The vast majority of investors wanting portfolio backtesting have good intentions. But even the well-intentioned investor may make some mistakes that can lead to dangerous consequences. These seven deadly sins of portfolio backtesting may cause misleading results and failure to achieve the expected results:

  1. Hindsight Bias: Did you really know that AAPL and GOOGL were going to be trillion-dollar companies? Investors fool themselves into believing that such inclusions are OK because they are obvious. But they are not. Having blindfolded or systematic selection processes protect against this bias.
  2. Survivorship bias: if you backtest stocks that exist no, the mere fact that they have not gone belly up yet creates a bias. The impact of this bias can vary greatly but for diversified strategy can be 1% to 3% overstated.
  3. A lack of diversity in the investments
  4. No optimization: failing to apply an intelligent weighting to the portfolio will likely result in several percentage points of underperformance.
  5. Cherry-picking the best of many backtests – who is to say that the results of the best backtest are more likely that the results of the worst ones? The more flawed and bias the backtest is the more this sin is dangerous. However, if applied to a credible portfolio backtesting process this could be ok.
  6. Buy and Hold backtests can be instructive of historical performance but have decreased usefulness to predict the future. Instead of backtesting a reproducible strategy it is merely seeing how a collection of assets would have done.
  7. A lack of diversification in the investment process. The more narrow the focus of the strategy the more time and backtested event needs to be to make the results credible. Diversification of the investment process is almost as important as diversification of the portfolio!

James Damschroder

James Damschroder

James’ professional orientation points at the zenith (and sometimes nadir) where technology and investments intersect. He is a Fintech entrepreneur and has served twenty years of a lifetime sentence.

James is a patented inventor, quant pioneer and investment manager. He is the founder of Gravity Investments, a unique investment and technology services firm centered on James’ inventions for diversification measurement, optimization, visualization, and analysis. In the development of the platform, James has pioneered A.I applications, diversification attribution, down-side diversification, portfolio re-optimization, full-lifecycle strategy optimization, programmable investment policy statements and core-satellite optimization techniques.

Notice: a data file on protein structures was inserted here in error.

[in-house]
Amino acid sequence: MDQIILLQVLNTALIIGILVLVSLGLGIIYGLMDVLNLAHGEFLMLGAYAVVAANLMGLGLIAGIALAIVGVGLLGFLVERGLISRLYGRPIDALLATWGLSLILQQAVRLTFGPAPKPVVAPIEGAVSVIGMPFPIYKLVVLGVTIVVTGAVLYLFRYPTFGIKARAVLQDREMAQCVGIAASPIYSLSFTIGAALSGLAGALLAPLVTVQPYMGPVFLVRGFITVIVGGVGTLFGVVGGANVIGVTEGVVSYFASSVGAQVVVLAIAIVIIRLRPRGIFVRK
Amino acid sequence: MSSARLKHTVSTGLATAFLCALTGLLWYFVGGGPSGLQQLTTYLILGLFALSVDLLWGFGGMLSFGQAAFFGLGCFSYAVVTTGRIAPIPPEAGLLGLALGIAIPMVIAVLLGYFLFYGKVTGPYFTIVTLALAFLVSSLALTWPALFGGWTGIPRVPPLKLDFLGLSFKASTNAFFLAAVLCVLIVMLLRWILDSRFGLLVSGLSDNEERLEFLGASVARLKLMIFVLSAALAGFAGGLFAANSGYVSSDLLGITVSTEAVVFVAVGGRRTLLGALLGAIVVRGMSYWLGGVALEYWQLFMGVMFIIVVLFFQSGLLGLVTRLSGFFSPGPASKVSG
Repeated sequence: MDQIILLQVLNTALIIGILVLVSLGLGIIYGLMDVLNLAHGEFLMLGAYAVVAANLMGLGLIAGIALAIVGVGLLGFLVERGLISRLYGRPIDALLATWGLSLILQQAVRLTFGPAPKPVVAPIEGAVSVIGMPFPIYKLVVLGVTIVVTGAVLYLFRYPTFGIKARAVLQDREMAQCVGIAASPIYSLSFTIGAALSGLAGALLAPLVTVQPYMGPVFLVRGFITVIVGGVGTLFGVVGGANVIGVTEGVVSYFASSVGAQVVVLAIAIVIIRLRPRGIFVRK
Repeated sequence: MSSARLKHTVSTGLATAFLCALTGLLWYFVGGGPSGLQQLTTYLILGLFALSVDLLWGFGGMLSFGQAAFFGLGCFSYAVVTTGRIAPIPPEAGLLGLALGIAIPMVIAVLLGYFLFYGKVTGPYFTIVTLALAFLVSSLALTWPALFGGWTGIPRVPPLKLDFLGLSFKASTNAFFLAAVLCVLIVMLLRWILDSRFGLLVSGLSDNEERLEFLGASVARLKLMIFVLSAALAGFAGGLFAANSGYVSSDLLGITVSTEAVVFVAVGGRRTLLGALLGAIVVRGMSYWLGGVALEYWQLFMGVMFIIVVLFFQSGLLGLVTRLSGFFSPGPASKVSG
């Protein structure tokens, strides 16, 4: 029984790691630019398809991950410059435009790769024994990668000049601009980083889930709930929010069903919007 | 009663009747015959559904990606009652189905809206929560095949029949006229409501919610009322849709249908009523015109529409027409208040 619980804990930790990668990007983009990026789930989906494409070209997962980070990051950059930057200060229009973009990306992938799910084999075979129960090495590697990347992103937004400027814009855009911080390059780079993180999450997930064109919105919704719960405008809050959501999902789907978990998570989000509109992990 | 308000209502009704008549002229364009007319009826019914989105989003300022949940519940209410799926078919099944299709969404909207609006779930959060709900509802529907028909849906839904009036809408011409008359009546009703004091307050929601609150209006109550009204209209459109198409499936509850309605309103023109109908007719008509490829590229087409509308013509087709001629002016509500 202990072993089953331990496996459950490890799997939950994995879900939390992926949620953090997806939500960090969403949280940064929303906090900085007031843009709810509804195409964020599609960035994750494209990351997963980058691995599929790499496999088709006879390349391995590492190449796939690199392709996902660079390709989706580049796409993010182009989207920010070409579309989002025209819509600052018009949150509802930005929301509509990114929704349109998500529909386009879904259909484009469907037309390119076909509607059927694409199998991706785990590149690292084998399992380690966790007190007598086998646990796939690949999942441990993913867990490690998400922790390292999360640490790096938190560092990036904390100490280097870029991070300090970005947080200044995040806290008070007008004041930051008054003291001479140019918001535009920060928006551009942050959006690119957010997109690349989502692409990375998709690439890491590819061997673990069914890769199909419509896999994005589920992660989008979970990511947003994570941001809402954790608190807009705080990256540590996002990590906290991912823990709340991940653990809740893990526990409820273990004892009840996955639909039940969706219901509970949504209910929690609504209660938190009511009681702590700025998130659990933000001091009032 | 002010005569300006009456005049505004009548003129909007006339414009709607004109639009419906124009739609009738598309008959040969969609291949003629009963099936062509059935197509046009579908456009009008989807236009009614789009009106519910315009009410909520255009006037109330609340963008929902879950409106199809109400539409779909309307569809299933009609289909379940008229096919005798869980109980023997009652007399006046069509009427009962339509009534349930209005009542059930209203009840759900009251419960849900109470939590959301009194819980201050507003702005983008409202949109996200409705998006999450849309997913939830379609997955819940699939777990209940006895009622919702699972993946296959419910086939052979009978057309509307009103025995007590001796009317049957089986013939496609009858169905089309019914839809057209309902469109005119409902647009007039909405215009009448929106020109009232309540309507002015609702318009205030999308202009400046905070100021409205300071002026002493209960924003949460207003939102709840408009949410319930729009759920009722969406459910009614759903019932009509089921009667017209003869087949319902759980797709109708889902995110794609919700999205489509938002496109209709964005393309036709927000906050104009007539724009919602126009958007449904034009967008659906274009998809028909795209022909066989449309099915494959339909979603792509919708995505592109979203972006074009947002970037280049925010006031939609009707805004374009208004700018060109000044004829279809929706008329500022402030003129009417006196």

In working with advisors, funds and money managers as both a strategic sub-advisor and software consultant, James has consulted and trained hundreds of professional investors on portfolio design and optimization. James has a unique ability to look at any investment process and find practical, intelligent and often quantifiable opportunities to improve the investment product.

Inspired by the work of Nobel Laureate Harry Markowitz and the efficient frontier, James has championed and pioneered the science of diversification.  James’ technology has advised
or assisted in over 30 Billion dollars of investor capital. His vision of a more perfect investment management system is at the heart of Gsphere ( )

His passion for performance, curiosity for the unknown, and drive to excel empower his service to investors.

James is Founder and CEO of Portfolio ThinkTank (the B2C company), Founder & Chief of Financial Engineering at Gravity Investments (the B2B company) and Chief Investment Officer at Gravity Capital Partners, a wholly owned SEC Registered Investment Advisor.